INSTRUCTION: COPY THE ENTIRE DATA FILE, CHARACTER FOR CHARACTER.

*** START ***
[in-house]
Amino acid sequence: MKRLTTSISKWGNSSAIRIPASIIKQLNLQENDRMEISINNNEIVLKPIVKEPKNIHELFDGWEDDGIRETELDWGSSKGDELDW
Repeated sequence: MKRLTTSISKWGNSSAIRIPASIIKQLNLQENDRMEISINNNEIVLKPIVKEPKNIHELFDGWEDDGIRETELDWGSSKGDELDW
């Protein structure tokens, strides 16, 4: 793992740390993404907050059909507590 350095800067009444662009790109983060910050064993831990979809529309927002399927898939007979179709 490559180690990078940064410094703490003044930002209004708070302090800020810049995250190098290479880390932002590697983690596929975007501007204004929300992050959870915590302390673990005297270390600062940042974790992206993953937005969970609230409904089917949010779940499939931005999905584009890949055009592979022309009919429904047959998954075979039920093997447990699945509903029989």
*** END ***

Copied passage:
[in-house]
Amino acid sequence: MKRLTTSISKWGNSSAIRIPASIIKQLNLQENDRMEISINNNEIVLKPIVKEPKNIHELFDGWEDDGIRETELDWGSSKGDELDW
Repeated sequence: MKRLTTSISKWGNSSAIRIPASIIKQLNLQENDRMEISINNNEIVLKPIVKEPKNIHELFDGWEDDGIRETELDWGSSKGDELDW
């Protein structure tokens, strides 16, 4: 793992740390993404907050059909507590 350095800067009444662009790109983060910050064993831990979809529309927002399927898939007979179709 490559180690990078940064410094703490003044930002209004708070302090800020810049995250190098290479880390932002590697983690596929975007501007204004929300992050959870915590302390673990005297270390600062940042974790992206993953937005969970609230409904089917949010779940499939931005999905584009890949055009592979022309009919429904047959998954075979039920093997447990699945509903029989």